How many times have you sat around and discussed the best mountains or hills in Britain? Certainly I have. My favourite mountains are not necessarily the ‘best’ but more a personal view.
They are the mountains and hills that I have enjoyed clibing more than others for a variety of reasons. They cover most of the UK, there are not many mountains I have not climbed.
Anyway no more messing about, here they are and why I like them, a countdown from 10 to 1 with 1 being my favourite (anyone who knows me will know which no 1 is likely to be!)
I am a regular visitor to Ingleborough and it is rightly a popular fell. The route up from Clapham past Gaping Gill is one of the best day walks in the country. Many just tick it as their final peak on the Yorkshire 3 Peaks Challenge but the sensible will return and explore its slopes and superb limestone scenery time and time again.
Overlooking Ullswater near Patterdale, Place Fell sums up for me what is so appealing about the Lakes. It is a rounded fell with steep sides falling towards the lake and a rough knobbly summit area that gives the fell that unique Lakeland appeal. A myriad of sheep tracks wind their way through small rocky outcrops. It is best enjoyed in high summer when the bracken is up and the exposed rock making perfect picnic spots. My abiding memory of Place Fell is a deer leaping across my path, not 10 yards in front, if only I had a camera ready.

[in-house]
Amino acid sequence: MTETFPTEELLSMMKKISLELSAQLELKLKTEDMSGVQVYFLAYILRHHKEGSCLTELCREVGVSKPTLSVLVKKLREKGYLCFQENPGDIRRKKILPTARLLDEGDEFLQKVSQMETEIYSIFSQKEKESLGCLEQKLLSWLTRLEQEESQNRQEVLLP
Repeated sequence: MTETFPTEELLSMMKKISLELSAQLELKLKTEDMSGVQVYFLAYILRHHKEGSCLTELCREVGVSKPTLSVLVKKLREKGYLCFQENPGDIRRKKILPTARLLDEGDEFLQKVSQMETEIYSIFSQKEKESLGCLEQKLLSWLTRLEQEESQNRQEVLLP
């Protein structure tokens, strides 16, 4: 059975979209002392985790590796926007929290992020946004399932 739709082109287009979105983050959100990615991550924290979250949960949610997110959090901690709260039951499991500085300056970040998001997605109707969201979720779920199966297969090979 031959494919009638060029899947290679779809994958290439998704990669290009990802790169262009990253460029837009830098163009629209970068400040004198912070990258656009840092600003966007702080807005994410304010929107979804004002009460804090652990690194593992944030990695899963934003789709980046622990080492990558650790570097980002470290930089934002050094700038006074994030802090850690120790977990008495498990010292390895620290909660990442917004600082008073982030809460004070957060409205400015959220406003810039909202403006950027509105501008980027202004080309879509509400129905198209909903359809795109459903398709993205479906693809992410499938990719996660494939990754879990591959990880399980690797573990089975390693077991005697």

I first climbed Tryfan in 1993 the day I was made redundant from a job in Chester. I drove over on a summer’s evening without a map, compass or really a clue as to how to climb it but I did. It is a wonderful scramble, a proper hands on experience but not for the beginner. On that fatefulday I even made the famous summit leap from Adam to Eve (never repeated on subsequent visits) before heading up Bristly Ridge on to the Glyders. Many knowledgeable walkers have argued that Tryfan is the best Britain can offer and it is difficult to argue.